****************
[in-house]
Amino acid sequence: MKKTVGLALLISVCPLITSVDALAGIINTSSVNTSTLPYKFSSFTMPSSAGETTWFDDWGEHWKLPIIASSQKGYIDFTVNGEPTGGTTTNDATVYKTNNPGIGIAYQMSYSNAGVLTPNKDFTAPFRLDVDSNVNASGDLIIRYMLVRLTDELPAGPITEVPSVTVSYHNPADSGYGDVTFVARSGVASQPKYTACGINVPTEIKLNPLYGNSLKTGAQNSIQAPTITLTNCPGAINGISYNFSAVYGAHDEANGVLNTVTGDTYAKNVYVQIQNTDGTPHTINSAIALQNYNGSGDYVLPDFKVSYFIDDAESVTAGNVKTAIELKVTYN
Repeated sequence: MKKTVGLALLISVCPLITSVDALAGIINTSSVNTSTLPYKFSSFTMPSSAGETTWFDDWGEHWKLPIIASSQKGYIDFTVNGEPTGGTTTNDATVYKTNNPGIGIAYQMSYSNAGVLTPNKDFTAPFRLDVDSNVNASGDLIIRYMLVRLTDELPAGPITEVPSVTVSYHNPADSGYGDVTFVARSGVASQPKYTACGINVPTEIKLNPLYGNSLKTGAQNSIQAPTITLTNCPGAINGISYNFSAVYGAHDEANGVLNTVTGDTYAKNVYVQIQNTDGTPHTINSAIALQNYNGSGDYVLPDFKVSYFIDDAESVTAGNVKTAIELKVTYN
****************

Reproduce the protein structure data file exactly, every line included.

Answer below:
[in-house]
Amino acid sequence: MKKTVGLALLISVCPLITSVDALAGIINTSSVNTSTLPYKFSSFTMPSSAGETTWFDDWGEHWKLPIIASSQKGYIDFTVNGEPTGGTTTNDATVYKTNNPGIGIAYQMSYSNAGVLTPNKDFTAPFRLDVDSNVNASGDLIIRYMLVRLTDELPAGPITEVPSVTVSYHNPADSGYGDVTFVARSGVASQPKYTACGINVPTEIKLNPLYGNSLKTGAQNSIQAPTITLTNCPGAINGISYNFSAVYGAHDEANGVLNTVTGDTYAKNVYVQIQNTDGTPHTINSAIALQNYNGSGDYVLPDFKVSYFIDDAESVTAGNVKTAIELKVTYN
Repeated sequence: MKKTVGLALLISVCPLITSVDALAGIINTSSVNTSTLPYKFSSFTMPSSAGETTWFDDWGEHWKLPIIASSQKGYIDFTVNGEPTGGTTTNDATVYKTNNPGIGIAYQMSYSNAGVLTPNKDFTAPFRLDVDSNVNASGDLIIRYMLVRLTDELPAGPITEVPSVTVSYHNPADSGYGDVTFVARSGVASQPKYTACGINVPTEIKLNPLYGNSLKTGAQNSIQAPTITLTNCPGAINGISYNFSAVYGAHDEANGVLNTVTGDTYAKNVYVQIQNTDGTPHTINSAIALQNYNGSGDYVLPDFKVSYFIDDAESVTAGNVKTAIELKVTYN